A tale of two Porirua suburbs
The drive takes just 10 minutes but the locations are a world apart.
At 1 Joseph Banks Drive, Whitby, is Anchor Church where, in 2014, 73 per cent voted National. It was then the bluest polling booth in Wellington.
The drive to 5 Warspite Avenue in Porirua East is 7.3 kilometres. It is Labour’s Wellington stronghold, where more than eight in 10 voters went to the Cannons Creek School polling booth and voted for the red team in 2014.
Across the road from the Cannons Creek School on Wednesday, Teariki Ngatupuna is butt-dragging a tailor-made cigarette. He knows who he is voting for.
‘‘Labour, they are for the people. National always go for the business people.’’
On Kris Faafoi, the Labour incumbent and a Titahi Bay resident: ‘‘He is for the little people - people like us with little money.’’
Softly-spoken Leticia Naria doesn’t like the blue team. She likes the reds: ‘‘They support people, especially the Islanders.’’
The Cannons Creek shopping centre is a hive of activity and conversation shortly after 10am on Wednesday.
Outside the Anchor Church in Whitby it is a different story. There are no pedestrians.
A late-model VW drives down Joseph Banks Dr and on to James Cook Dr while the sound of Twinkle Twinkle Little Star plays from the church hall.
Inside, local mothers are having a toddler music-and-dance session. Pastor Darryl Ward is sitting in the foyer and is not surprised to hear the neighbourhood - where he does not live but knows well - is so, so blue.
‘‘The people here are semiprofessional/professional people. They probably think National offer them the best opportunities to suit their lifestyles.’’
The locals were more concerned with the goings-on at the Porirua City Council than the Beehive, he said.
Faafoi and National’s Euon Murrell may not be great friends but are cordial when the meet at the Waitangirua Mall - geographically half way between their two strongest polling booths but still very much in the land of red (both in terms of political parties and gangs).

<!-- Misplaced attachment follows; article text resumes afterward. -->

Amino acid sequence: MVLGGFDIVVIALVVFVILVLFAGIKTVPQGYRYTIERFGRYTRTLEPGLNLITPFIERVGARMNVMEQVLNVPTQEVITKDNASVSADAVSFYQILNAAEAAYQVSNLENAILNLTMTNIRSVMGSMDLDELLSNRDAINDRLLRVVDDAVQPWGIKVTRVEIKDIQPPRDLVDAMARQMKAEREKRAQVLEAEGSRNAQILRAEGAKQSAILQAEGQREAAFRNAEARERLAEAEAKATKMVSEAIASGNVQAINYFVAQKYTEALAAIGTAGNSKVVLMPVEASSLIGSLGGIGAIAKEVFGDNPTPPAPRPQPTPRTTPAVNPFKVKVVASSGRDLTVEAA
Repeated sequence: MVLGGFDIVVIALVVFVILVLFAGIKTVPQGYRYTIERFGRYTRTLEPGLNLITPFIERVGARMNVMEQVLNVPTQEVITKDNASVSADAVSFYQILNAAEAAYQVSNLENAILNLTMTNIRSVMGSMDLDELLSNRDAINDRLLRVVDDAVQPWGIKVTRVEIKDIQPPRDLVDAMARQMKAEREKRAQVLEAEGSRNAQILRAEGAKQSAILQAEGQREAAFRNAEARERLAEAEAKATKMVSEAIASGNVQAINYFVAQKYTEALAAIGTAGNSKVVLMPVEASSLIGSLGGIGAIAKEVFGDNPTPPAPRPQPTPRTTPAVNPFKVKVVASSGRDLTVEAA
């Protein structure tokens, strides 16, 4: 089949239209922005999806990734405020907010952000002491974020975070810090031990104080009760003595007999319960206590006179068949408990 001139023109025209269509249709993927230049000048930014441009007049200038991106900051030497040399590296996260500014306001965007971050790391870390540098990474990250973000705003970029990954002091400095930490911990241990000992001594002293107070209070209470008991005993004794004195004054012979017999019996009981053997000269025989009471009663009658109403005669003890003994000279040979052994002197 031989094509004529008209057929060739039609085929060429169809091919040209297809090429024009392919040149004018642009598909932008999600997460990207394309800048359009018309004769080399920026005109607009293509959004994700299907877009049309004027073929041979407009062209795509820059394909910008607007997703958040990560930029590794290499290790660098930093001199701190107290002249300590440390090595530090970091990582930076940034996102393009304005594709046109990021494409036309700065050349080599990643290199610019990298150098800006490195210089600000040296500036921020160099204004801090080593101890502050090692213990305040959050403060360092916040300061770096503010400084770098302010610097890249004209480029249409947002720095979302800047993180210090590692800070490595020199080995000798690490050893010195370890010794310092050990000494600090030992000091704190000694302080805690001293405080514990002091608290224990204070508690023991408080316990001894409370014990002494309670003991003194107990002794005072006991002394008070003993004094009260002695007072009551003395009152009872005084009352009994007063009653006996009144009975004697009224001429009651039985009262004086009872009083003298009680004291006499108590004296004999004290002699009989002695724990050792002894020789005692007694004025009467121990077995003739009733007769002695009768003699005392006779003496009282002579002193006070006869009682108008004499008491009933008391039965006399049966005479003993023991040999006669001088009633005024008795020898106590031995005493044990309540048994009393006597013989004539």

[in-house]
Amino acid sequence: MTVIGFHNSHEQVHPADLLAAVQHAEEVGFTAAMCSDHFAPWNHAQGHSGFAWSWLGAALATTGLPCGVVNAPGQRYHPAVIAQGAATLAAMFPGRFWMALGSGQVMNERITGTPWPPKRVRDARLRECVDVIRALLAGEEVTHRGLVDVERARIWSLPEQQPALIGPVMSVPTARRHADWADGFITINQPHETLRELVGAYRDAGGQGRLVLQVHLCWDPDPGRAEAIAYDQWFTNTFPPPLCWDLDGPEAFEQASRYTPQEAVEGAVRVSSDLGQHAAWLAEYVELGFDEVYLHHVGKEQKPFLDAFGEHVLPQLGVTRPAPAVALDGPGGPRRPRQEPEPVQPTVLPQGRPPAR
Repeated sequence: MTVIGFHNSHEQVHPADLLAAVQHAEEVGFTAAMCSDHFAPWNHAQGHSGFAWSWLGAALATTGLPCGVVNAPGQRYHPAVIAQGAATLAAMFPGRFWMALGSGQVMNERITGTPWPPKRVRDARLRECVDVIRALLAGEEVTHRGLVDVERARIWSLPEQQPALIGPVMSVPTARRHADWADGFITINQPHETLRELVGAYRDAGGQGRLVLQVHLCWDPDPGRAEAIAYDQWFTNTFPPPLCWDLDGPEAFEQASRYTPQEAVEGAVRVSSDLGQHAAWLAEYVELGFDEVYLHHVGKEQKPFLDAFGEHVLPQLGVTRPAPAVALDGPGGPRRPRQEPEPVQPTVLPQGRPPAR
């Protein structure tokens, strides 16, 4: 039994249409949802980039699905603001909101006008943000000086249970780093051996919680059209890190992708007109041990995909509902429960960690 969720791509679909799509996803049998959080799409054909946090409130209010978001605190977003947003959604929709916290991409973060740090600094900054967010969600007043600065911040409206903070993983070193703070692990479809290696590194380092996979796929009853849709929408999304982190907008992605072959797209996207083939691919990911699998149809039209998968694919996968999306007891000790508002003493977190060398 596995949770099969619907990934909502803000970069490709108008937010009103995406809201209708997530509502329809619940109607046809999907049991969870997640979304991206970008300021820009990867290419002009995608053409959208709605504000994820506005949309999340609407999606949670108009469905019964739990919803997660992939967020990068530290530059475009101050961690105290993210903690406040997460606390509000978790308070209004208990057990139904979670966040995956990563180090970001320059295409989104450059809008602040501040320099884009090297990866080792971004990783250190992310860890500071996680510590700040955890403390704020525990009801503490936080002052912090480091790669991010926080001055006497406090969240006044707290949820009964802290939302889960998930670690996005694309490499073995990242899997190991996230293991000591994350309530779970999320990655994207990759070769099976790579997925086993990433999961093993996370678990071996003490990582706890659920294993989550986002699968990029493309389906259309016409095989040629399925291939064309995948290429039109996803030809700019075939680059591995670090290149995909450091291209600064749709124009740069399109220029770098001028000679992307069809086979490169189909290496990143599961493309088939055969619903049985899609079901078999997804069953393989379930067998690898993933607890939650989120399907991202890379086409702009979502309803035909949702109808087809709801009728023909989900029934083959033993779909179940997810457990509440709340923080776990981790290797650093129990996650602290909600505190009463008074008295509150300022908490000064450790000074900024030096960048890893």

They discuss billboards and which ones have been damaged. Paekakariki on the Kapiti Coast seems bad. Murrell had his yanked down even though he used those good hexagonal bolts. Faafoi can sympathise.
Whitby is Murrell’s stomping ground, though he now lives further north in Plimmerton. His children grew up there and he remembers the resistance when Omapere St was put in, joining Whitby and Porirua East.
There was fear of property price drops and also the ‘‘fear of the unknown’’, both which proved unfounded.
He knew Whitby was his stronghold but campaigned around the Mana electorate, which stretches from the airport at Paraparaumu down to near Porirua Hospital.
He reckoned his time on Porirua City Council not only gave him name-recognition in the Labour zone but also people there knew of his passion for housing and health - two things close to their hearts.
Faafoi likewise had been campaigning in all his electorate, including Whitby, where he would be hoping for at least two votes - his mother and older brother lived there. He had though never asked them how they voted: ‘‘It’s rude to ask.’’
‘‘If we want to be the Government we are going to have to convince some of those Anchor Church people to change their vote,’’ he said.
Like Murrell, he reckoned he could sympathise with all of the electorate - he had after all been its MP since 2010.
Statistics NZ data looked at the 60 households in the same area block as the Anchor Church. Among the 192 people living there in the last Census, the average age was 40 and people earned about $43,800 per year.
The 45 people who lived in the same block as the Cannons Creek school polling booth were, on average, close to 40 years old but had a median personal income of $25,800.
See Meet the Candidates, page 8
Mana electorate candidates, from left, Euon Murrell (National) and Kris Faafoi (Labour) face off.